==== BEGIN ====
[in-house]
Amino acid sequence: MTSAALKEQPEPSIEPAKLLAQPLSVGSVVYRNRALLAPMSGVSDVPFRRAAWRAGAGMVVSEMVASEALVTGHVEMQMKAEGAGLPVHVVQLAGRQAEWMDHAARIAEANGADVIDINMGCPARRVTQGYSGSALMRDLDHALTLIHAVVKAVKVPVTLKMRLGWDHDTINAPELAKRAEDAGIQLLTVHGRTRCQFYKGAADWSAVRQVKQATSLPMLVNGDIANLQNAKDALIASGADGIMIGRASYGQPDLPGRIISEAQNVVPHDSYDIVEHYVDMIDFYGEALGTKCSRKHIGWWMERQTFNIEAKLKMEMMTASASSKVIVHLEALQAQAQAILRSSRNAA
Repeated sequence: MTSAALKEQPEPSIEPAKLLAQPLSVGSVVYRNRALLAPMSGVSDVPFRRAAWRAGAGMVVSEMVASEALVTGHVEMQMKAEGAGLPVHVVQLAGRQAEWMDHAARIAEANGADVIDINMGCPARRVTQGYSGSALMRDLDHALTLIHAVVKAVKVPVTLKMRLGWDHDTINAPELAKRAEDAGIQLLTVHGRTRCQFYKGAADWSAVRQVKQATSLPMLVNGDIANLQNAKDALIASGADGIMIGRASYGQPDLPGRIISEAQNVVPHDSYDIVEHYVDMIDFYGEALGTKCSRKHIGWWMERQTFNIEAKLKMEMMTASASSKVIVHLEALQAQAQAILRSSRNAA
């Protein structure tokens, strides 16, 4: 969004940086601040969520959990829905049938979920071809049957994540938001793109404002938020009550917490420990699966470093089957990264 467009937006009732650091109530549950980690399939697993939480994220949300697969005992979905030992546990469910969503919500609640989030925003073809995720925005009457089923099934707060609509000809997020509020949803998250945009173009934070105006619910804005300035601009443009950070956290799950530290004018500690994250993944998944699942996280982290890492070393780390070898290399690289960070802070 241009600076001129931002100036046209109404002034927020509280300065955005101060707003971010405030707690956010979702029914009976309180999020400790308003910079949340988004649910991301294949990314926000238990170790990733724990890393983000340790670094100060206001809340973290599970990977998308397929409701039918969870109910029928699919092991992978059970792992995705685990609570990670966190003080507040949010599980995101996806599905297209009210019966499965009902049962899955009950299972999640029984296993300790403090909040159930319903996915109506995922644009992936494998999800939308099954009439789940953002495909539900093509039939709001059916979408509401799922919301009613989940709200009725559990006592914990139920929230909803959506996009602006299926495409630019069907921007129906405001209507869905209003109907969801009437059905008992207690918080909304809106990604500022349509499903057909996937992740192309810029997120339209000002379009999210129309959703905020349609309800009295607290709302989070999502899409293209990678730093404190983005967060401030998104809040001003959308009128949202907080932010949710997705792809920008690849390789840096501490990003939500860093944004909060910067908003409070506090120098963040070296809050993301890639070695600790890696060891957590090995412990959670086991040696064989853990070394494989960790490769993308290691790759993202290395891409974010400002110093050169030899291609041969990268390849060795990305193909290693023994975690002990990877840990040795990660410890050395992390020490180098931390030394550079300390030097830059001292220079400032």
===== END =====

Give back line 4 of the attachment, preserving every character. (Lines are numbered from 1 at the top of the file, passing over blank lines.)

């Protein structure tokens, strides 16, 4: 969004940086601040969520959990829905049938979920071809049957994540938001793109404002938020009550917490420990699966470093089957990264 467009937006009732650091109530549950980690399939697993939480994220949300697969005992979905030992546990469910969503919500609640989030925003073809995720925005009457089923099934707060609509000809997020509020949803998250945009173009934070105006619910804005300035601009443009950070956290799950530290004018500690994250993944998944699942996280982290890492070393780390070898290399690289960070802070 241009600076001129931002100036046209109404002034927020509280300065955005101060707003971010405030707690956010979702029914009976309180999020400790308003910079949340988004649910991301294949990314926000238990170790990733724990890393983000340790670094100060206001809340973290599970990977998308397929409701039918969870109910029928699919092991992978059970792992995705685990609570990670966190003080507040949010599980995101996806599905297209009210019966499965009902049962899955009950299972999640029984296993300790403090909040159930319903996915109506995922644009992936494998999800939308099954009439789940953002495909539900093509039939709001059916979408509401799922919301009613989940709200009725559990006592914990139920929230909803959506996009602006299926495409630019069907921007129906405001209507869905209003109907969801009437059905008992207690918080909304809106990604500022349509499903057909996937992740192309810029997120339209000002379009999210129309959703905020349609309800009295607290709302989070999502899409293209990678730093404190983005967060401030998104809040001003959308009128949202907080932010949710997705792809920008690849390789840096501490990003939500860093944004909060910067908003409070506090120098963040070296809050993301890639070695600790890696060891957590090995412990959670086991040696064989853990070394494989960790490769993308290691790759993202290395891409974010400002110093050169030899291609041969990268390849060795990305193909290693023994975690002990990877840990040795990660410890050395992390020490180098931390030394550079300390030097830059001292220079400032």